# Rotate image and crop out black borders

My application: I am trying to rotate an image (using OpenCV and Python)

At the moment I have developed the below code which rotates an input image, padding it with black borders, giving me A. What I want is B - the largest possible area crop window within the rotated image. I call this the axis-aligned boundED box.

This is essentially the same as Rotate and crop, however I cannot get the answer on that question to work. Additionally, that answer is apparently only valid for square images. My images are rectangular.

Code to give A:

``````import cv2
import numpy as np

def getTranslationMatrix2d(dx, dy):
"""
Returns a numpy affine transformation matrix for a 2D translation of
(dx, dy)
"""
return np.matrix([[1, 0, dx], [0, 1, dy], [0, 0, 1]])

def rotateImage(image, angle):
"""
Rotates the given image about it's centre
"""

image_size = (image.shape[1], image.shape[0])
image_center = tuple(np.array(image_size) / 2)

rot_mat = np.vstack([cv2.getRotationMatrix2D(image_center, angle, 1.0), [0, 0, 1]])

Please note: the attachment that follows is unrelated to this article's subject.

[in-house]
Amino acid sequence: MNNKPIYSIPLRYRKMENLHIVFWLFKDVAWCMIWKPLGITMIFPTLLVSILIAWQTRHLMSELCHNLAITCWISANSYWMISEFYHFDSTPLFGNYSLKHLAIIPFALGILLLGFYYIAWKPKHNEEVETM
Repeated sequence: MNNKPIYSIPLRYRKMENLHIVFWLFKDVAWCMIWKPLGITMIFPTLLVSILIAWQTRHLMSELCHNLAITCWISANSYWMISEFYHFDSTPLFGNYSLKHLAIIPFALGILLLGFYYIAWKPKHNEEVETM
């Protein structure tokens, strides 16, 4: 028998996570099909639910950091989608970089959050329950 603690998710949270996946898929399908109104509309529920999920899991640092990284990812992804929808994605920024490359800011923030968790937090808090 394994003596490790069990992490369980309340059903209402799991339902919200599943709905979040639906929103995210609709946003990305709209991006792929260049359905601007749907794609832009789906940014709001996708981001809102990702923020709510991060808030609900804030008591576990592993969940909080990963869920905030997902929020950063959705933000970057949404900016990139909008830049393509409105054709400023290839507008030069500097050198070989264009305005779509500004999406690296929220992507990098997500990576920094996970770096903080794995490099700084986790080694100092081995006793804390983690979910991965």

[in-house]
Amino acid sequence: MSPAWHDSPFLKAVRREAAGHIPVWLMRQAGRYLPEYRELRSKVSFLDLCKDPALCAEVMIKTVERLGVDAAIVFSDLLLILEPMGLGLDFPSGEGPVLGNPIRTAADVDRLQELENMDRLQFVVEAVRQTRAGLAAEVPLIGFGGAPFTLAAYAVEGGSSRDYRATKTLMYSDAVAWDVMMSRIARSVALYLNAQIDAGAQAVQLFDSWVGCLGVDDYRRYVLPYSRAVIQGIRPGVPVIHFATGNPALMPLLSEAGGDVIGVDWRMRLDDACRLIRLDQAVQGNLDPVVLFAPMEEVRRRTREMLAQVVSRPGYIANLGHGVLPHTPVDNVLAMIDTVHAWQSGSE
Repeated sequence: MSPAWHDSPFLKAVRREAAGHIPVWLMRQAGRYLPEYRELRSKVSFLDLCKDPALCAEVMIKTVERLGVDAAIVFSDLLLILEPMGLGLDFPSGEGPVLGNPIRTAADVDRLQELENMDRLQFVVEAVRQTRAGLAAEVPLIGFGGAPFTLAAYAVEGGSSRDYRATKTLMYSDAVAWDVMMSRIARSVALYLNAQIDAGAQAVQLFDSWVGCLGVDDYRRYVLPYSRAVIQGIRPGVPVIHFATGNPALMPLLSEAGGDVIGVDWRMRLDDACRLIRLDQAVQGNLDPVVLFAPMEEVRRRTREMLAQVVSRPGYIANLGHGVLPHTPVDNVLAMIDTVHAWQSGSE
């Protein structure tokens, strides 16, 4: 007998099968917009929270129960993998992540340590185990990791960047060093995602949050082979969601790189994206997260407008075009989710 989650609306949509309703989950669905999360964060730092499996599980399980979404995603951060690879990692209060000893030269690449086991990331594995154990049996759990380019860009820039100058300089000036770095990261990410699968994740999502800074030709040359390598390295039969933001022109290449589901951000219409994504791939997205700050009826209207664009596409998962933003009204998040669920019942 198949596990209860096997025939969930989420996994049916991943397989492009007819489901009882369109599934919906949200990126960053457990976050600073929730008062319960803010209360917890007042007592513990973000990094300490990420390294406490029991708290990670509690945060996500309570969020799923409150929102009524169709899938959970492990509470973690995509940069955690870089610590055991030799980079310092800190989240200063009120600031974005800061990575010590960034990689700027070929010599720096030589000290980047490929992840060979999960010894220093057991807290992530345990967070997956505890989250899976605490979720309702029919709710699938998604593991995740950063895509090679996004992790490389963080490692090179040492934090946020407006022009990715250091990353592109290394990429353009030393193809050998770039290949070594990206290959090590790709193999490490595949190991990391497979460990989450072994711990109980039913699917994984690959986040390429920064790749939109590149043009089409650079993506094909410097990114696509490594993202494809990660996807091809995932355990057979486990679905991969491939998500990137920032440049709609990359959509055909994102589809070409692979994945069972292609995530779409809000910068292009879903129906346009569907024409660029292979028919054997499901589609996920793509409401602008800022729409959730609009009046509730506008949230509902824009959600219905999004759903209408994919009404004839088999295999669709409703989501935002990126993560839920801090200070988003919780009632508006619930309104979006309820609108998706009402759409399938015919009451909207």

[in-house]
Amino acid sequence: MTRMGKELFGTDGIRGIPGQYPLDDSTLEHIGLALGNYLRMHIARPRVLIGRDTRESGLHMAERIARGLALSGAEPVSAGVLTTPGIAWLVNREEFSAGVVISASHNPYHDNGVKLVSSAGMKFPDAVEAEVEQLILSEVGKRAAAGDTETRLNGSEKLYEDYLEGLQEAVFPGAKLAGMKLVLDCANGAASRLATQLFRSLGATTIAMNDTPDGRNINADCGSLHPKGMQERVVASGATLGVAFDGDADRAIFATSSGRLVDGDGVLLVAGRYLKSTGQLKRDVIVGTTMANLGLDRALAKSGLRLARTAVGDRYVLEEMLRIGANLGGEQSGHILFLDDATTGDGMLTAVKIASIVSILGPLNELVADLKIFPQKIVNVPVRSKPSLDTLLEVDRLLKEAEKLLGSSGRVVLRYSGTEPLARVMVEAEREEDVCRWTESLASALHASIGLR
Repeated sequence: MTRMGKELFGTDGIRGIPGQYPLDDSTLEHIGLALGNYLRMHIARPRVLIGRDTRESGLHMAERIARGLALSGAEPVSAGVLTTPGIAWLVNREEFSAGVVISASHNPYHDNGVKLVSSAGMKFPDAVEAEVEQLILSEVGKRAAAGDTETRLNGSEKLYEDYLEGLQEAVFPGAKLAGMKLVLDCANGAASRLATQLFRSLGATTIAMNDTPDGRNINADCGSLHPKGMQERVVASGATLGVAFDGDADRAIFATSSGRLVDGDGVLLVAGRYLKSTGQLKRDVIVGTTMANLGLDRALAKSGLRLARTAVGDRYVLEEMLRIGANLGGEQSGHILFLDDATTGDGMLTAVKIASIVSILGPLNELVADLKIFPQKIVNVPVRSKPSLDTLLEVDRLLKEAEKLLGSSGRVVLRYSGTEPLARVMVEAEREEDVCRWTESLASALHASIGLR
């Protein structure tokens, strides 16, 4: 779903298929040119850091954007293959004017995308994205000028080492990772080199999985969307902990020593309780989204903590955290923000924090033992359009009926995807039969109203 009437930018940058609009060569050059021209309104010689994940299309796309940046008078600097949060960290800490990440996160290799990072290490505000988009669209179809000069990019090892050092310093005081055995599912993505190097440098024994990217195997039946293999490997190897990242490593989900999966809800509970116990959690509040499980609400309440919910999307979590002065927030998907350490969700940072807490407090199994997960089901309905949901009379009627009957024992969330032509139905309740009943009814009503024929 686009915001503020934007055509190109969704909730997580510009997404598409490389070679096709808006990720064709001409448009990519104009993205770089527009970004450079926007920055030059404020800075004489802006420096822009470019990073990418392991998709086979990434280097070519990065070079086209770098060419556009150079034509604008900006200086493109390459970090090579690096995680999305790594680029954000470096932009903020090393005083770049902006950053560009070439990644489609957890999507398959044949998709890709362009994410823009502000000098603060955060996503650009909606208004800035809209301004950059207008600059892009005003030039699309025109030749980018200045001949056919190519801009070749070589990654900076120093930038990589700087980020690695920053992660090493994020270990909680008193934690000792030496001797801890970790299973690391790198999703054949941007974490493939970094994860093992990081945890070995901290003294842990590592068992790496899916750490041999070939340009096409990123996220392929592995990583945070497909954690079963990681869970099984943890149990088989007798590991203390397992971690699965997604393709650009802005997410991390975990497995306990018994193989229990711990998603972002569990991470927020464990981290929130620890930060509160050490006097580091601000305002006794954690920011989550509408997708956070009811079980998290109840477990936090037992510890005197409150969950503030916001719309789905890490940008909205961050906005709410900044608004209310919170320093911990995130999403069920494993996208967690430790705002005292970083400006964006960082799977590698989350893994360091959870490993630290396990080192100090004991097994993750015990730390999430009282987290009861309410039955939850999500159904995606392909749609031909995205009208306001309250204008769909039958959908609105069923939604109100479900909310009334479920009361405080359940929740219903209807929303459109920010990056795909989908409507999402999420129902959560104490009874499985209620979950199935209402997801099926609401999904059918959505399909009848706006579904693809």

trans_mat = np.identity(3)

w2 = image_size[0] * 0.5
h2 = image_size[1] * 0.5

rot_mat_notranslate = np.matrix(rot_mat[0:2, 0:2])

tl = (np.array([-w2, h2]) * rot_mat_notranslate).A[0]
tr = (np.array([w2, h2]) * rot_mat_notranslate).A[0]
bl = (np.array([-w2, -h2]) * rot_mat_notranslate).A[0]
br = (np.array([w2, -h2]) * rot_mat_notranslate).A[0]

x_coords = [pt[0] for pt in [tl, tr, bl, br]]
x_pos = [x for x in x_coords if x > 0]
x_neg = [x for x in x_coords if x < 0]

y_coords = [pt[1] for pt in [tl, tr, bl, br]]
y_pos = [y for y in y_coords if y > 0]
y_neg = [y for y in y_coords if y < 0]

right_bound = max(x_pos)
left_bound = min(x_neg)
top_bound = max(y_pos)
bot_bound = min(y_neg)

new_w = int(abs(right_bound - left_bound))
new_h = int(abs(top_bound - bot_bound))
new_image_size = (new_w, new_h)

new_midx = new_w * 0.5
new_midy = new_h * 0.5

dx = int(new_midx - w2)
dy = int(new_midy - h2)

trans_mat = getTranslationMatrix2d(dx, dy)
affine_mat = (np.matrix(trans_mat) * np.matrix(rot_mat))[0:2, :]
result = cv2.warpAffine(image, affine_mat, new_image_size, flags=cv2.INTER_LINEAR)

return result
``````
• As far as I can see, this is essentially a non-linear optimisation problem, (search all AABB rectangles contained in the rotated image to find the one with the largest area). I just can't seem to figure out the logic required to solve it. – aaronsnoswell May 22 '13 at 23:04